In some implementations, the media content is selected from the group consisting of, but not limited to: an audio track, a video, an image, an audio playlist, and a video playlist. In some implementations, when the media content is a video, the video is presented on a display associated with the second electronic device (514). In some implementations, when the media content is an audio track, the audio track is presented on a speaker associated with the second electronic device (516).

FIGS. 6A-6B are flow diagrams illustrating a method 600 of controlling media presentation at an electronic device, in accordance with some implementations. In some implementations, the method 600 is performed at a second electronic device having one or more processors and memory storing one or more programs for execution by the one or more processors (e.g., second electronic device 106-n, FIG. 1). For example, the second electronic device may be a home media system, television, computer, or the like. In some implementations, the method 600 corresponds to a method implemented in conjunction with and/or in response to the method 500.

In some implementations, the method 600 corresponds to an implementation where media control requests that are sent to the server system from the first electronic device (e.g., the server media control request 112, FIG. 2) are forwarded to the second electronic device without the server system attempting to perform the media control operation. Thus, the server system acts as a relay or forwarding service for a media control request from the first electronic device. This may be used in implementations where a media control request is only performed if the request originates from the device that is to perform the action (or that is to be impacted by the action). For example, a device acting as a remote control cannot alone cause the server to begin streaming media to a second electronic device, because the control request did not originate from the second electronic device. Rather, the second electronic device must itself make the request to the server. Accordingly, the server forwards the media control request to the second electronic device, and the second electronic device can then perform an operation to satisfy the request (e.g., requesting media content from the server, changing a media presentation setting, etc.).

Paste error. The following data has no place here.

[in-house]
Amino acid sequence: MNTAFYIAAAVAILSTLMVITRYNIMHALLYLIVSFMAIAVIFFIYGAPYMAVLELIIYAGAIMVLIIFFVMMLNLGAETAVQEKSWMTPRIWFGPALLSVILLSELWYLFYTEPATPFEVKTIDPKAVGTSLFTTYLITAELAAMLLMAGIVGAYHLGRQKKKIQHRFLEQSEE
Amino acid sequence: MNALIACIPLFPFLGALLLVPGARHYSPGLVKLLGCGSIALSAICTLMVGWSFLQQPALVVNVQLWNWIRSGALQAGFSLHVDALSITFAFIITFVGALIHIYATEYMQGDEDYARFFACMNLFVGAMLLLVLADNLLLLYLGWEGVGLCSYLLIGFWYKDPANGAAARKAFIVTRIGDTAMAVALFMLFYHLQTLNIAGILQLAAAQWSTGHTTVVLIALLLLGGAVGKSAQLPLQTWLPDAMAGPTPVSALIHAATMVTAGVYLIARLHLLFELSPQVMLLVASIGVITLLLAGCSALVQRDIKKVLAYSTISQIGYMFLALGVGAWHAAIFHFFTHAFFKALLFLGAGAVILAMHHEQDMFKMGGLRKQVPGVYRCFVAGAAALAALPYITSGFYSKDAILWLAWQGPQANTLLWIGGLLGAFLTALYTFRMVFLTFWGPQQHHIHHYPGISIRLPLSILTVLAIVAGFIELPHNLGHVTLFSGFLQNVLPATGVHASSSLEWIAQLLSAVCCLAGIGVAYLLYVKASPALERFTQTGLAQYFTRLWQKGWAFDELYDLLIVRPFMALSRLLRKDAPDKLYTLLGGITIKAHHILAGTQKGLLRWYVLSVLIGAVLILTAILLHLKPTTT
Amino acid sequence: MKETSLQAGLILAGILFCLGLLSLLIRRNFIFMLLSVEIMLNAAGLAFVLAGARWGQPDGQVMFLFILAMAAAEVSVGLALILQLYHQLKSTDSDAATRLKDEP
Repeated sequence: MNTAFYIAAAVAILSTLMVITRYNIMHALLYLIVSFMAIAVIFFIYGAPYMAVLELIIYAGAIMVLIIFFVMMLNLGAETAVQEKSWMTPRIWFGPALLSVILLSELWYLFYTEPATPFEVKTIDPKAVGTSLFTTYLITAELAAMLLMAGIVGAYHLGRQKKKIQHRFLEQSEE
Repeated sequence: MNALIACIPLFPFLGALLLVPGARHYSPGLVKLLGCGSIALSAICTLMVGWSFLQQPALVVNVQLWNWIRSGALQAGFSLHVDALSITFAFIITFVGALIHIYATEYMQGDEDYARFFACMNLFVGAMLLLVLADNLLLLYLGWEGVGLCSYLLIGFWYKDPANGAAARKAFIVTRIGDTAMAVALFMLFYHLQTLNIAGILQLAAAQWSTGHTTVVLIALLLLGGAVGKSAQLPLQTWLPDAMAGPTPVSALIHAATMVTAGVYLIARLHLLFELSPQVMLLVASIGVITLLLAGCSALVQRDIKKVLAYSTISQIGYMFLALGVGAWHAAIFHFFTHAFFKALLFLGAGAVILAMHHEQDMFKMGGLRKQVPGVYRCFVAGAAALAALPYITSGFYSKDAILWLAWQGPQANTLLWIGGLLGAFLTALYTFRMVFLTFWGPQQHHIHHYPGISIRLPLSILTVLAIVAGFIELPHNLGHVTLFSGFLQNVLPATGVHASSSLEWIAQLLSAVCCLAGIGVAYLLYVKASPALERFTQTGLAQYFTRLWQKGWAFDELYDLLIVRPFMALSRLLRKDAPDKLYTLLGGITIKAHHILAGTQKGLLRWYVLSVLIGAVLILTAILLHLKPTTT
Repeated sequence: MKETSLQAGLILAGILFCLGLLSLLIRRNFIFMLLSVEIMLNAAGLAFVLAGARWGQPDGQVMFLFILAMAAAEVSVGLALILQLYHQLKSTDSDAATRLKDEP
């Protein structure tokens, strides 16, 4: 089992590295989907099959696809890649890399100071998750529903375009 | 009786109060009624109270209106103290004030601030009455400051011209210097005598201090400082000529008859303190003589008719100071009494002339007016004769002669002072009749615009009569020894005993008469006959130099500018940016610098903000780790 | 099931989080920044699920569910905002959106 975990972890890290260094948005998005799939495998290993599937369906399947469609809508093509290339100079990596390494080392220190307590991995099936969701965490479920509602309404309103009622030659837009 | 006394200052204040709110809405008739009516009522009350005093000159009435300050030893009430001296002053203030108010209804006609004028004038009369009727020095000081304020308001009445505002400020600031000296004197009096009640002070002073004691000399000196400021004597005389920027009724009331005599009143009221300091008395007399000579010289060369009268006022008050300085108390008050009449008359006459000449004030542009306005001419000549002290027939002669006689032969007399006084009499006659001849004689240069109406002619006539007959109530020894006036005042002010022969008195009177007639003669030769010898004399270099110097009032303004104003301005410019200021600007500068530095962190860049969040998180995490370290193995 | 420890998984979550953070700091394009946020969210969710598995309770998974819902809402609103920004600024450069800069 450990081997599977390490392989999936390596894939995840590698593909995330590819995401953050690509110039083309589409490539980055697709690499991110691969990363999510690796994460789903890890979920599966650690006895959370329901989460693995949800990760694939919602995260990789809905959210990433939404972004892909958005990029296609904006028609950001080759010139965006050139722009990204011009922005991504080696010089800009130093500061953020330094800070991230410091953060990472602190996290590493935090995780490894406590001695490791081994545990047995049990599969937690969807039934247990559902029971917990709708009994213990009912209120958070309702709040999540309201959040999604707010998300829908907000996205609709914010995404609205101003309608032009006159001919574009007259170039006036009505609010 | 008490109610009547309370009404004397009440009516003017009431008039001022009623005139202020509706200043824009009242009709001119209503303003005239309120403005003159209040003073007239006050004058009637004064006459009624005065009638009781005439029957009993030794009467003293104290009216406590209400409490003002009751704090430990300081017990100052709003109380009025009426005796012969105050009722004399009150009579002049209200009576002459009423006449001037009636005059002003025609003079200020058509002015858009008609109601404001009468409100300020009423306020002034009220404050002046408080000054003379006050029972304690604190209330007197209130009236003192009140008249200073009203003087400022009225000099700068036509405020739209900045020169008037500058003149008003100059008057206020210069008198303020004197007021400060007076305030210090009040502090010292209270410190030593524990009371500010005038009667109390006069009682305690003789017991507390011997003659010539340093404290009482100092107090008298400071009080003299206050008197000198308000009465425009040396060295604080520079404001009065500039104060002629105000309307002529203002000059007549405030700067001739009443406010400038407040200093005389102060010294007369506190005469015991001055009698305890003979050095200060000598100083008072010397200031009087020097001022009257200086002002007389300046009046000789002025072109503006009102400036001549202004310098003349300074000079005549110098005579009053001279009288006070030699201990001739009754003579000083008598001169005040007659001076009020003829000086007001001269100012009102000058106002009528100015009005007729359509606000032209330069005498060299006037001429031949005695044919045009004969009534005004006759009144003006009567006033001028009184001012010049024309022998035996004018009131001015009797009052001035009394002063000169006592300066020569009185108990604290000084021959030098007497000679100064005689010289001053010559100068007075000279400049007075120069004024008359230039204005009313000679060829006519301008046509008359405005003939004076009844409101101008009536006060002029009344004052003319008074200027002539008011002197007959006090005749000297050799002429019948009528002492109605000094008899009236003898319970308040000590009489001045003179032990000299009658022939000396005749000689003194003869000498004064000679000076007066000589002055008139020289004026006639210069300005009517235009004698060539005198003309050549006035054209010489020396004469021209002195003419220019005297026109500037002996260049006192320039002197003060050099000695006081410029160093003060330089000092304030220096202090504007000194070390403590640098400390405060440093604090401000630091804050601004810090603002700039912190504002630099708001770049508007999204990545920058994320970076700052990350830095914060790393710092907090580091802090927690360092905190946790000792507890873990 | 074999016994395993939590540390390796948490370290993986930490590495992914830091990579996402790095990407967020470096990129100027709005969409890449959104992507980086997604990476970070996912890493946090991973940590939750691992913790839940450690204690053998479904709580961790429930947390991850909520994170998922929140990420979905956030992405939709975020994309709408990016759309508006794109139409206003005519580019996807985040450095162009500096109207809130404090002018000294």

With reference to FIG. 6A, a server media control request corresponding to a media control operation to be implemented at the second electronic device is received from a server system, wherein the server media control request was sent from the server in response to the server receiving the server media control request from a first electronic device (602). In some implementations, the server media control request is sent from the server system to the second electronic device over the Internet (603). In some implementations, the server system is associated with an IP address outside an IP address space of a local network to which both the first electronic device and the second electronic device are connected (604).

A local media control request sent within a local network to which both the first electronic device and the second electronic device are connected is received from the first electronic device, wherein the local media control request corresponds to the media control operation (606). In some implementations, the local network is a Local Area Network, as discussed above. In some implementations, the first electronic device and the second electronic device are associated with IP addresses within the same subnetwork (608). The local media control request is sent over any communication type that allows peer-to-peer communication between the two electronic devices without having to leave the local network. In some implementations, the local media control request is sent via Wi-Fi, BLUETOOTH, or the like.